Colleagues who smoke take an additional smoking break that lasts for only a few minutes. But when you add up those additional minutes, smoking colleagues actually have additional off time compared to their non-smoking peers. And at one Japanese company, they decided to level the playing field through a policy change of 6 extra vacation days given to non-smokers.
6 extra vacation days given to non-smokers staff
According to CBNC, smoking is part of one Japanese company’s culture. But a non-smoking employee put forth a complaint that the number of smoking breaks being taken were affecting productivity. In response to this, marketing firm Piala Inc. changed its paid time off policy.
Non-smoking employees were offered six additional days off annually to compensate for the time that smokers have off for their smoking breaks.
On behalf of Piala Inc., Hirotaka Matsushima explained to The Telegraph, “One of our non-smoking staff put a message in the company suggestion box earlier in the year saying that smoking breaks were causing problems”.
The CEO of Piala Inc., Takao Asuka, told Kyodo News that he fully supports this motion in the hope of encouraging employees to stop smoking.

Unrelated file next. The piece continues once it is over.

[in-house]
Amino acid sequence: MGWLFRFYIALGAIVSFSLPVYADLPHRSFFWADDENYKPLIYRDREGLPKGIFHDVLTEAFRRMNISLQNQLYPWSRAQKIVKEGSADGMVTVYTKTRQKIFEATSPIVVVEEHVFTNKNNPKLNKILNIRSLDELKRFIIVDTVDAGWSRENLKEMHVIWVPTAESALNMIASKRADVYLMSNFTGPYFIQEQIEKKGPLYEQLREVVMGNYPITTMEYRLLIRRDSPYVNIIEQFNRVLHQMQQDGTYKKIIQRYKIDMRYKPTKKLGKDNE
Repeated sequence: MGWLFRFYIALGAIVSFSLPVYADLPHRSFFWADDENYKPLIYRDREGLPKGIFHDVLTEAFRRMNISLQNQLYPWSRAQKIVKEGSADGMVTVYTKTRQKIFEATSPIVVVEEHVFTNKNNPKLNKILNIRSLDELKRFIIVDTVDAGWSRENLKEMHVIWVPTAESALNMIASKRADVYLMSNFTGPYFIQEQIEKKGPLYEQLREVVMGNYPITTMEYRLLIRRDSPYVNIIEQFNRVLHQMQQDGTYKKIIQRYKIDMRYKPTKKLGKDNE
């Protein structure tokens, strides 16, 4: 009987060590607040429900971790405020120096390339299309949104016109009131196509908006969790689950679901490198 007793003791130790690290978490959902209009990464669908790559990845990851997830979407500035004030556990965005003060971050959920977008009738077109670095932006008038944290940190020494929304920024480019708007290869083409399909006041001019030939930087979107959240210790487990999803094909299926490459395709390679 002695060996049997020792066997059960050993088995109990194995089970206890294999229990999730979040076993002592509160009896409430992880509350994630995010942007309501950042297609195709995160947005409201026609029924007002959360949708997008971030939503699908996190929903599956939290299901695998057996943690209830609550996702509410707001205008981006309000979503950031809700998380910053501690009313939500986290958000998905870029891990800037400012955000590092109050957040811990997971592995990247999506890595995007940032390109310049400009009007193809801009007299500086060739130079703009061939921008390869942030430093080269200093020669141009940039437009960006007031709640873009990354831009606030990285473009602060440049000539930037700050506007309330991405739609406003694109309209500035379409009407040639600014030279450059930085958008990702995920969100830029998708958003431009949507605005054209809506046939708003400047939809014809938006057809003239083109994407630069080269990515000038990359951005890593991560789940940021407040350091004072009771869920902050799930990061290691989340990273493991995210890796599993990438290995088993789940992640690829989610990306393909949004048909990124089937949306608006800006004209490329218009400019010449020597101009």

“I hope to encourage employees to quit smoking through incentives rather than penalties or coercion”.
Radical changes bring about positive reactions
Since the policy change, 30 of the 120 staff took advantage of the extra days off, encouraging four colleagues to quit smoking as reported by The Telegraph.
And Shun Shinbaba, one of the newly non-smoking employees, said he used to smoke a pack of cigarettes every couple of days. With the money he saves, he plans to use the additional off days to play tennis, as reported by told CNNMoney
One of those new non-smokers, Shun Shinbaba, 25, he used to smoke a pack of cigarettes every two days, and that he plans to use his newfound vacation time to play tennis.
The reason smoking breaks take up so much time is because the Tokyo-based marketing firm is located on the 29th floor of an office block, which means each cigarette break lasts at least 15 minutes.
The World Health Organisation (WHO) ranks Japan in the last place for their anti-smoking regulations in public places, with 18 per cent of the population are believed to smoke. Japanese men are three times as likely to smoke than women. And over 130,000 people die from smoking-related diseases in Japan, according to The Japan Times.
The public international reaction on social media to the smoking policy changes at Piala Inc. has been positive.
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This Japanese company is making waves by through its policy change of 6 extra vacation days given to non-smokers. Share with colleagues who want to quit smoking!
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